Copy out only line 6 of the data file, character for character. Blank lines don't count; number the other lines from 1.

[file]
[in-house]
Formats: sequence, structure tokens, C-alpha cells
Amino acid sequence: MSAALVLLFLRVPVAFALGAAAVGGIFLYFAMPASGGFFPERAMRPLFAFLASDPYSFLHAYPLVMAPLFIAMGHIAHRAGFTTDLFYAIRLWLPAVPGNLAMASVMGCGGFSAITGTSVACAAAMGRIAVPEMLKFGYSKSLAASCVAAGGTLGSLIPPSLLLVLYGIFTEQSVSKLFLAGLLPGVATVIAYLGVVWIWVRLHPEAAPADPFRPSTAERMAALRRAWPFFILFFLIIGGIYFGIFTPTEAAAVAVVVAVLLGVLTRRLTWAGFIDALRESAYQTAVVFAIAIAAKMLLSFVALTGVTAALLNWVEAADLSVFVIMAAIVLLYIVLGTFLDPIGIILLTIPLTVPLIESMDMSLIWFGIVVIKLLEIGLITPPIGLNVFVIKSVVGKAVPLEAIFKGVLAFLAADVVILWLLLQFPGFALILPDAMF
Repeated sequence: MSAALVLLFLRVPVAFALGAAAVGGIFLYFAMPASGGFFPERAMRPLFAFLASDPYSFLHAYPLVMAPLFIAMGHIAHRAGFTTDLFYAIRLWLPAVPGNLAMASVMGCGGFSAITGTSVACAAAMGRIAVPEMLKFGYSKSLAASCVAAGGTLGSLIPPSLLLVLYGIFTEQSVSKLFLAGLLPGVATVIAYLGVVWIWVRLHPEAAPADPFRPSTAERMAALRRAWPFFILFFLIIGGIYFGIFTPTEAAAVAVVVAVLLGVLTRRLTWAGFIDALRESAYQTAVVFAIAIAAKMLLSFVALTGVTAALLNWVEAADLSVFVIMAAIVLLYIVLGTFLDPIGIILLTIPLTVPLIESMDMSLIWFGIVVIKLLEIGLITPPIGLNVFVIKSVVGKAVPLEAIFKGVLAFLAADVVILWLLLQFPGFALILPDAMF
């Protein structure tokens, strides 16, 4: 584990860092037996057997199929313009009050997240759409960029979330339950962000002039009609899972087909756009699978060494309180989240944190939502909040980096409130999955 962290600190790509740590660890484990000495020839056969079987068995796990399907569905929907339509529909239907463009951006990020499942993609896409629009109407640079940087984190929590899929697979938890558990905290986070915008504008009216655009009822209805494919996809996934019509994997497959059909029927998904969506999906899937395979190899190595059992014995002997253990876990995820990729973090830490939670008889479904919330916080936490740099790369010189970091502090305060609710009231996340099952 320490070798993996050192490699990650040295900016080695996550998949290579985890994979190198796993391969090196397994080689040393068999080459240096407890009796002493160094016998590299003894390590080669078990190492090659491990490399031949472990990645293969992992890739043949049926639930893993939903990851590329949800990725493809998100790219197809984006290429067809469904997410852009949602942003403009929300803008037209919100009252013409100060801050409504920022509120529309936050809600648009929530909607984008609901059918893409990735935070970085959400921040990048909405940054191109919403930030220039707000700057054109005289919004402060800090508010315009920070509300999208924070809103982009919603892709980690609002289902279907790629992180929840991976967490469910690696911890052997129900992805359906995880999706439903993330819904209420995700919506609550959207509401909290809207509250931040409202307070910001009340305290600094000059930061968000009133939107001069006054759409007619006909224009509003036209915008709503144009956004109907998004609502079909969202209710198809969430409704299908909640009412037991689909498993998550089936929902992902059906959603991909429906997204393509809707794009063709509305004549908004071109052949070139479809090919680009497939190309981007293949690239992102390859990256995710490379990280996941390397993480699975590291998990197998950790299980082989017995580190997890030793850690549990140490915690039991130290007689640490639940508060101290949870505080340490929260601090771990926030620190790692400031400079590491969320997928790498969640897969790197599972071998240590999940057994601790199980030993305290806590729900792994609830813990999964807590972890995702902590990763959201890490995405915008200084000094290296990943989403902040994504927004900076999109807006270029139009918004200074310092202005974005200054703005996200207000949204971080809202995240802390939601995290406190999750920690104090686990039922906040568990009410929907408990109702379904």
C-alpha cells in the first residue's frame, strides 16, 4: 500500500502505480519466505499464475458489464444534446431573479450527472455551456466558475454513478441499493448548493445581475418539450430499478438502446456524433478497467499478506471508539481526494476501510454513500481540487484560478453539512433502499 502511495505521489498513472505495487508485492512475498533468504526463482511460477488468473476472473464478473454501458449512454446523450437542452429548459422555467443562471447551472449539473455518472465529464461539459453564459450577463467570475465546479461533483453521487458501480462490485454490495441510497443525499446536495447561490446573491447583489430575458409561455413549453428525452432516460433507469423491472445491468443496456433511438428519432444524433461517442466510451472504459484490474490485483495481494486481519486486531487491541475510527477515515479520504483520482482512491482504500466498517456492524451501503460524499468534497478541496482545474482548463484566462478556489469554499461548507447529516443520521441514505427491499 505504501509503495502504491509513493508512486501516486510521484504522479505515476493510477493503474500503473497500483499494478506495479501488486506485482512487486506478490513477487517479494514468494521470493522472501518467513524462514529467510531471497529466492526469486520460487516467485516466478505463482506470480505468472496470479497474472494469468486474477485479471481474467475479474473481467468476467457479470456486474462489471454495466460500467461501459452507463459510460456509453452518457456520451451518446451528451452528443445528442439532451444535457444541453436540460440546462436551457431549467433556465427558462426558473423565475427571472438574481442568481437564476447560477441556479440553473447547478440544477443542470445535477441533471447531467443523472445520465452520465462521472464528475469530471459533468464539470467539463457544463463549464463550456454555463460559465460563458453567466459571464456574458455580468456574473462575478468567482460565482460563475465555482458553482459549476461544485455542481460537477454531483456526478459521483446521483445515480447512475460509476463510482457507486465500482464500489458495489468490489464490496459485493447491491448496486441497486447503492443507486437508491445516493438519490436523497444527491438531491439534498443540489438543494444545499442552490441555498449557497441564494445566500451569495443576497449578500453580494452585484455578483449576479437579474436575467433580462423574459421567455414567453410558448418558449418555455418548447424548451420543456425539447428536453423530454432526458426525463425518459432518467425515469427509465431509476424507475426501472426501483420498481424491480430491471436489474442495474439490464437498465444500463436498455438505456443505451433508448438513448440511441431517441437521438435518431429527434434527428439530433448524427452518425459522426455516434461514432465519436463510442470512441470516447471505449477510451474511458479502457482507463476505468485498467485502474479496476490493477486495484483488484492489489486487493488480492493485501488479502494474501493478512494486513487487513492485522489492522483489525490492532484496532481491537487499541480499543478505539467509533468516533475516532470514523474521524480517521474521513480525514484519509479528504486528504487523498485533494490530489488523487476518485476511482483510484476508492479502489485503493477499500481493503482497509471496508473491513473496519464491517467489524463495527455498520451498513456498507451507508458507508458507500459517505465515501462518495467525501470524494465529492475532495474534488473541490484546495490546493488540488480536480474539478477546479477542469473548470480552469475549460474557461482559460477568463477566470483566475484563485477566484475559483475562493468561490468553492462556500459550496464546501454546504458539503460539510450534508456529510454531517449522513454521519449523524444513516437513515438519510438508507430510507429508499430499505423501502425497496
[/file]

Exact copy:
C-alpha cells in the first residue's frame, strides 16, 4: 500500500502505480519466505499464475458489464444534446431573479450527472455551456466558475454513478441499493448548493445581475418539450430499478438502446456524433478497467499478506471508539481526494476501510454513500481540487484560478453539512433502499 502511495505521489498513472505495487508485492512475498533468504526463482511460477488468473476472473464478473454501458449512454446523450437542452429548459422555467443562471447551472449539473455518472465529464461539459453564459450577463467570475465546479461533483453521487458501480462490485454490495441510497443525499446536495447561490446573491447583489430575458409561455413549453428525452432516460433507469423491472445491468443496456433511438428519432444524433461517442466510451472504459484490474490485483495481494486481519486486531487491541475510527477515515479520504483520482482512491482504500466498517456492524451501503460524499468534497478541496482545474482548463484566462478556489469554499461548507447529516443520521441514505427491499 505504501509503495502504491509513493508512486501516486510521484504522479505515476493510477493503474500503473497500483499494478506495479501488486506485482512487486506478490513477487517479494514468494521470493522472501518467513524462514529467510531471497529466492526469486520460487516467485516466478505463482506470480505468472496470479497474472494469468486474477485479471481474467475479474473481467468476467457479470456486474462489471454495466460500467461501459452507463459510460456509453452518457456520451451518446451528451452528443445528442439532451444535457444541453436540460440546462436551457431549467433556465427558462426558473423565475427571472438574481442568481437564476447560477441556479440553473447547478440544477443542470445535477441533471447531467443523472445520465452520465462521472464528475469530471459533468464539470467539463457544463463549464463550456454555463460559465460563458453567466459571464456574458455580468456574473462575478468567482460565482460563475465555482458553482459549476461544485455542481460537477454531483456526478459521483446521483445515480447512475460509476463510482457507486465500482464500489458495489468490489464490496459485493447491491448496486441497486447503492443507486437508491445516493438519490436523497444527491438531491439534498443540489438543494444545499442552490441555498449557497441564494445566500451569495443576497449578500453580494452585484455578483449576479437579474436575467433580462423574459421567455414567453410558448418558449418555455418548447424548451420543456425539447428536453423530454432526458426525463425518459432518467425515469427509465431509476424507475426501472426501483420498481424491480430491471436489474442495474439490464437498465444500463436498455438505456443505451433508448438513448440511441431517441437521438435518431429527434434527428439530433448524427452518425459522426455516434461514432465519436463510442470512441470516447471505449477510451474511458479502457482507463476505468485498467485502474479496476490493477486495484483488484492489489486487493488480492493485501488479502494474501493478512494486513487487513492485522489492522483489525490492532484496532481491537487499541480499543478505539467509533468516533475516532470514523474521524480517521474521513480525514484519509479528504486528504487523498485533494490530489488523487476518485476511482483510484476508492479502489485503493477499500481493503482497509471496508473491513473496519464491517467489524463495527455498520451498513456498507451507508458507508458507500459517505465515501462518495467525501470524494465529492475532495474534488473541490484546495490546493488540488480536480474539478477546479477542469473548470480552469475549460474557461482559460477568463477566470483566475484563485477566484475559483475562493468561490468553492462556500459550496464546501454546504458539503460539510450534508456529510454531517449522513454521519449523524444513516437513515438519510438508507430510507429508499430499505423501502425497496